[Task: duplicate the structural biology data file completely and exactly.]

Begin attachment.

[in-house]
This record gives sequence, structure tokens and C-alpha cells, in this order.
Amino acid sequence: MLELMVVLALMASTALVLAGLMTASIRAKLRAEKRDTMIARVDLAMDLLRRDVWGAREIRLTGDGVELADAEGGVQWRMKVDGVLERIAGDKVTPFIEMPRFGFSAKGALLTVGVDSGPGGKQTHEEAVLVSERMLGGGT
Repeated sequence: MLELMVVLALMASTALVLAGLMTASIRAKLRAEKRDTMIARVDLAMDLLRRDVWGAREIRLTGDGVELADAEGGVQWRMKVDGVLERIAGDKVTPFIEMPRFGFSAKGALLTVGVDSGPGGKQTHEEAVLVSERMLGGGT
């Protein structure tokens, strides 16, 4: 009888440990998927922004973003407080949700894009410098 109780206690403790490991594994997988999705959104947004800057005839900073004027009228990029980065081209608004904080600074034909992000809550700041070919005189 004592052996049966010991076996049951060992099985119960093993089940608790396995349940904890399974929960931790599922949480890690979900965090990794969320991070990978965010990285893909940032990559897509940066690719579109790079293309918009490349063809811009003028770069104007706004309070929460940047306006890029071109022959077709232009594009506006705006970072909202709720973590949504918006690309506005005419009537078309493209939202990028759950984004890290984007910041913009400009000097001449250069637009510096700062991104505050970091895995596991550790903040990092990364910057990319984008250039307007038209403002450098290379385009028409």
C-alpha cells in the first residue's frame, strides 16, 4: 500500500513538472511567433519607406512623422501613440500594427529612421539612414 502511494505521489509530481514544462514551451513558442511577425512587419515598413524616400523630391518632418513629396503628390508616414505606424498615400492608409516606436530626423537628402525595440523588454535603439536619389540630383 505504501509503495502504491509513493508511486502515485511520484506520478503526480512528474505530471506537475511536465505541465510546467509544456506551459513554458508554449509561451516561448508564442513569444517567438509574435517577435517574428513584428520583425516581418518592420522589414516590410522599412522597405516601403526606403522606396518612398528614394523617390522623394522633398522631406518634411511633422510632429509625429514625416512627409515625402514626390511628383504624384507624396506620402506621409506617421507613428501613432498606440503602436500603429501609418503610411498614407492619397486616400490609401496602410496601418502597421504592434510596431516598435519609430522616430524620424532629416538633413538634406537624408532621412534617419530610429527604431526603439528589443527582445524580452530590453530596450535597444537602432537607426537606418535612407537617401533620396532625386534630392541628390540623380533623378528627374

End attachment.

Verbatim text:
[in-house]
This record gives sequence, structure tokens and C-alpha cells, in this order.
Amino acid sequence: MLELMVVLALMASTALVLAGLMTASIRAKLRAEKRDTMIARVDLAMDLLRRDVWGAREIRLTGDGVELADAEGGVQWRMKVDGVLERIAGDKVTPFIEMPRFGFSAKGALLTVGVDSGPGGKQTHEEAVLVSERMLGGGT
Repeated sequence: MLELMVVLALMASTALVLAGLMTASIRAKLRAEKRDTMIARVDLAMDLLRRDVWGAREIRLTGDGVELADAEGGVQWRMKVDGVLERIAGDKVTPFIEMPRFGFSAKGALLTVGVDSGPGGKQTHEEAVLVSERMLGGGT
């Protein structure tokens, strides 16, 4: 009888440990998927922004973003407080949700894009410098 109780206690403790490991594994997988999705959104947004800057005839900073004027009228990029980065081209608004904080600074034909992000809550700041070919005189 004592052996049966010991076996049951060992099985119960093993089940608790396995349940904890399974929960931790599922949480890690979900965090990794969320991070990978965010990285893909940032990559897509940066690719579109790079293309918009490349063809811009003028770069104007706004309070929460940047306006890029071109022959077709232009594009506006705006970072909202709720973590949504918006690309506005005419009537078309493209939202990028759950984004890290984007910041913009400009000097001449250069637009510096700062991104505050970091895995596991550790903040990092990364910057990319984008250039307007038209403002450098290379385009028409």
C-alpha cells in the first residue's frame, strides 16, 4: 500500500513538472511567433519607406512623422501613440500594427529612421539612414 502511494505521489509530481514544462514551451513558442511577425512587419515598413524616400523630391518632418513629396503628390508616414505606424498615400492608409516606436530626423537628402525595440523588454535603439536619389540630383 505504501509503495502504491509513493508511486502515485511520484506520478503526480512528474505530471506537475511536465505541465510546467509544456506551459513554458508554449509561451516561448508564442513569444517567438509574435517577435517574428513584428520583425516581418518592420522589414516590410522599412522597405516601403526606403522606396518612398528614394523617390522623394522633398522631406518634411511633422510632429509625429514625416512627409515625402514626390511628383504624384507624396506620402506621409506617421507613428501613432498606440503602436500603429501609418503610411498614407492619397486616400490609401496602410496601418502597421504592434510596431516598435519609430522616430524620424532629416538633413538634406537624408532621412534617419530610429527604431526603439528589443527582445524580452530590453530596450535597444537602432537607426537606418535612407537617401533620396532625386534630392541628390540623380533623378528627374